But it was the actions of bystanders that is what people are focusing on. They rushed to the car to try to pull the pedestrians from under the wreckage. The group of people actually lifted and moved the car off two people and the entire thing was caught on video, WJLA reported.
WATCH: bystanders work together to lift the car off pedestrians pinned beneath the vehicle at 9th & K Street. Their quick actions likely the reason no one was killed in this crash. pic.twitter.com/9SOmlJRQsQ— Heather Graf (@ABC7HeatherGraf) April 24, 2018
WRC reported more than a dozen people rushed to help.
Update crash with pedestrians struck 9th St X NY Ave NW. 2 vehicle collision with 1 that ran into sidewalk. We are transporting 4 pedestrians with serious injuries to area hospitals. No injuries to occupants of vehicles. pic.twitter.com/6yvIwYoWwe— DC Fire and EMS (@dcfireems) April 24, 2018
Published: Thursday, April 26, 2018 @ 11:46 AM
BOSTON — The City of Boston has voted to change the name of Yawkey Way.
After multiple delays, the commission voted unanimously Thursday to change the name of Yawkey Way back to its original Jersey Street.
The Red Sox organization initially petitioned the city to change the name of the street outside the ballpark from Yawkey Way back to the previous name of Jersey Street weeks ago.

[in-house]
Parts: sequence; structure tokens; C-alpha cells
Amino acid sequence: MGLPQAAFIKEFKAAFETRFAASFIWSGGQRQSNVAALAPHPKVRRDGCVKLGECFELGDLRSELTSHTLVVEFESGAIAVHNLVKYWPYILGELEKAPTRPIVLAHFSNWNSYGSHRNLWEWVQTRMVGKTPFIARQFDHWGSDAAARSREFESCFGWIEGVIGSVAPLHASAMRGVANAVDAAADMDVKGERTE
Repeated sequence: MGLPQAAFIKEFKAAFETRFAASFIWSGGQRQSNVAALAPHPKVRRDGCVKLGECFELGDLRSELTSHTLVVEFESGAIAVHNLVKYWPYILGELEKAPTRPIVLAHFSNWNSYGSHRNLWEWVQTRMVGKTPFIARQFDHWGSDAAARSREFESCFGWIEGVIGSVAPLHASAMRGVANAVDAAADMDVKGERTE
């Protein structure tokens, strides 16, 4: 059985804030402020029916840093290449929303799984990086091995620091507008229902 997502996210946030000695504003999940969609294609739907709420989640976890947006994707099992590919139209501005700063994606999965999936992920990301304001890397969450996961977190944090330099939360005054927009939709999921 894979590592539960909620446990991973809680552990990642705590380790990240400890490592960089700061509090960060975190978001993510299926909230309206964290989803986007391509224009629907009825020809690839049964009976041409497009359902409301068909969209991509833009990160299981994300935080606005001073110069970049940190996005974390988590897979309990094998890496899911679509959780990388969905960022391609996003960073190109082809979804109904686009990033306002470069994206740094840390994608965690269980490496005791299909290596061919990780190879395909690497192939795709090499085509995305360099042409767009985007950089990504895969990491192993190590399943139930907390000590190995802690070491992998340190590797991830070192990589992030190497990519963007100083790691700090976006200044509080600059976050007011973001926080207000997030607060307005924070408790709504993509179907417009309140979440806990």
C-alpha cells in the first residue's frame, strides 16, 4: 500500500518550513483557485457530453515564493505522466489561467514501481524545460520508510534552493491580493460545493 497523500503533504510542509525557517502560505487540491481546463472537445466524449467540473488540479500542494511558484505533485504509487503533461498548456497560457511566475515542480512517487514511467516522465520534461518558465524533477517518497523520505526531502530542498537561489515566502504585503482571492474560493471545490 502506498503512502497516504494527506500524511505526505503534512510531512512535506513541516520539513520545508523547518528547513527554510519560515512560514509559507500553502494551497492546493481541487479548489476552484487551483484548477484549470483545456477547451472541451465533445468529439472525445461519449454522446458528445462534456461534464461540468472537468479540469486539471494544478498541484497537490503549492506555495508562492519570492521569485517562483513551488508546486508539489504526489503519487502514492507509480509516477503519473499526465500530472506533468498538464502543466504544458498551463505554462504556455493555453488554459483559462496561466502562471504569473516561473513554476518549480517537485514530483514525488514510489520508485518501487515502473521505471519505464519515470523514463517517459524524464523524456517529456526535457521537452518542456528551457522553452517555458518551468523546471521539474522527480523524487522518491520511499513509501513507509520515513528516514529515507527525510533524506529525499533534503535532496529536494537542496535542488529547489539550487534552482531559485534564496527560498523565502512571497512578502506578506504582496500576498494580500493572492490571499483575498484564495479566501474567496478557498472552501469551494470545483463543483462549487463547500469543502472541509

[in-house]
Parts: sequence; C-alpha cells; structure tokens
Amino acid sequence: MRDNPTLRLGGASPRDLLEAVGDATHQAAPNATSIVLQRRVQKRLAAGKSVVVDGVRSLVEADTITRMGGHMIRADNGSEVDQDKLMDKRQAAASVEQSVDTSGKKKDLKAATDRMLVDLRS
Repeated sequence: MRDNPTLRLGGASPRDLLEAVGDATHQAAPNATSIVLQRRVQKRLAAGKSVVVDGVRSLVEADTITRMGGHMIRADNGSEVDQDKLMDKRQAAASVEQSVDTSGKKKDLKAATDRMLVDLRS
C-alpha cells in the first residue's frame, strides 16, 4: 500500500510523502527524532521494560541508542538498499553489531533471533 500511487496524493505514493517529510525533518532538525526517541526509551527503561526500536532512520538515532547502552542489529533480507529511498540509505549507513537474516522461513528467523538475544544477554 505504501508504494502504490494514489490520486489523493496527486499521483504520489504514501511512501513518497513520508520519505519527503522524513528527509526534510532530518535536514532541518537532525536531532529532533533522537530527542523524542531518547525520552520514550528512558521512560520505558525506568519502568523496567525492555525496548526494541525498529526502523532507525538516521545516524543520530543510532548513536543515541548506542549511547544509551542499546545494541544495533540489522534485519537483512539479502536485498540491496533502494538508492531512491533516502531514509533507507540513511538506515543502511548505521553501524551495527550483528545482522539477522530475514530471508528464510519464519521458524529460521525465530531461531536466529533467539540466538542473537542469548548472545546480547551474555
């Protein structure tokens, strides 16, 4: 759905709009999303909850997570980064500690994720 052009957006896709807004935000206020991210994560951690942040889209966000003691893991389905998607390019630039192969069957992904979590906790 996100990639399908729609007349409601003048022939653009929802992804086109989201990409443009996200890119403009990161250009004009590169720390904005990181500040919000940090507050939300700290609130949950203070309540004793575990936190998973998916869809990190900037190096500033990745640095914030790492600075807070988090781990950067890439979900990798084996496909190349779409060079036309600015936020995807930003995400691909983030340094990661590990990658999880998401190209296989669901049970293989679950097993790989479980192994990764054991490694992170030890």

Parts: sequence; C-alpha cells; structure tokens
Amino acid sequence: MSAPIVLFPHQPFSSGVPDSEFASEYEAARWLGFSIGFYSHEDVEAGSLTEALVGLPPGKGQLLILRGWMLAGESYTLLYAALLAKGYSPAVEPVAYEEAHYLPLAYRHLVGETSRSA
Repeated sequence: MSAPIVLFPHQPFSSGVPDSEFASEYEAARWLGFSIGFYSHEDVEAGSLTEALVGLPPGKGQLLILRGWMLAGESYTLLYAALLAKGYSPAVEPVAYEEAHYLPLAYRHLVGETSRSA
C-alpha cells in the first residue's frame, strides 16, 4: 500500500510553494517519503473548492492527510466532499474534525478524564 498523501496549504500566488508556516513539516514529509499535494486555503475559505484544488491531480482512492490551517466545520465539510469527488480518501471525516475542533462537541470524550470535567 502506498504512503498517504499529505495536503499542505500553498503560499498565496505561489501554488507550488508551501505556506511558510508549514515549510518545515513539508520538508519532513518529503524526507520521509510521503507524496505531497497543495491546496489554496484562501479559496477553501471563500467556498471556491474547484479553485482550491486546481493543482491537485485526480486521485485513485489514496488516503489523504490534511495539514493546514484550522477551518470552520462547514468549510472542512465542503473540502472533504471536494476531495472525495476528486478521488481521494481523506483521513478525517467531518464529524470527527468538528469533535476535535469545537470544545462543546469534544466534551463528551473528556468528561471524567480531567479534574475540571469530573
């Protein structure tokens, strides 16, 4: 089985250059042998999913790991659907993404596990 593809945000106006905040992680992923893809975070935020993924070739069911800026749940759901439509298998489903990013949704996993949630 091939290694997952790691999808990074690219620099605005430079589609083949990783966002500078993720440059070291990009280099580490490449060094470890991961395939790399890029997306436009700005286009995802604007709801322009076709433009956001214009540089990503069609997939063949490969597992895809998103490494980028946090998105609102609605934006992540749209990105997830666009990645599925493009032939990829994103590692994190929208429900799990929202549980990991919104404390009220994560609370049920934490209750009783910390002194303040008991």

The late Tom Yawkey, former team owner, has been called racist by some, in part over the long delayed racial integration of the ball club.
Defenders of the Yawkey name believe the name change would harm the reputation of the philanthropic Yawkey Foundation.
Yawkey Foundation issued a statement shortly after the vote.
NEW: Statement from Yawkey Foundations on decision to change name of Yawkey Way outside #FenwayPark to Jersey Street.— Peter Wilson (@PetesWire) April 26, 2018
"This a sad day for all of us at the Foundations."@boston25 #boston#RedSox pic.twitter.com/L2uSlqgINz
The City of Boston Public Improvement Commission has the final say over street names.
About a month ago, the commission took about two hours of heated opinions from both sides, tabling the issue for two weeks.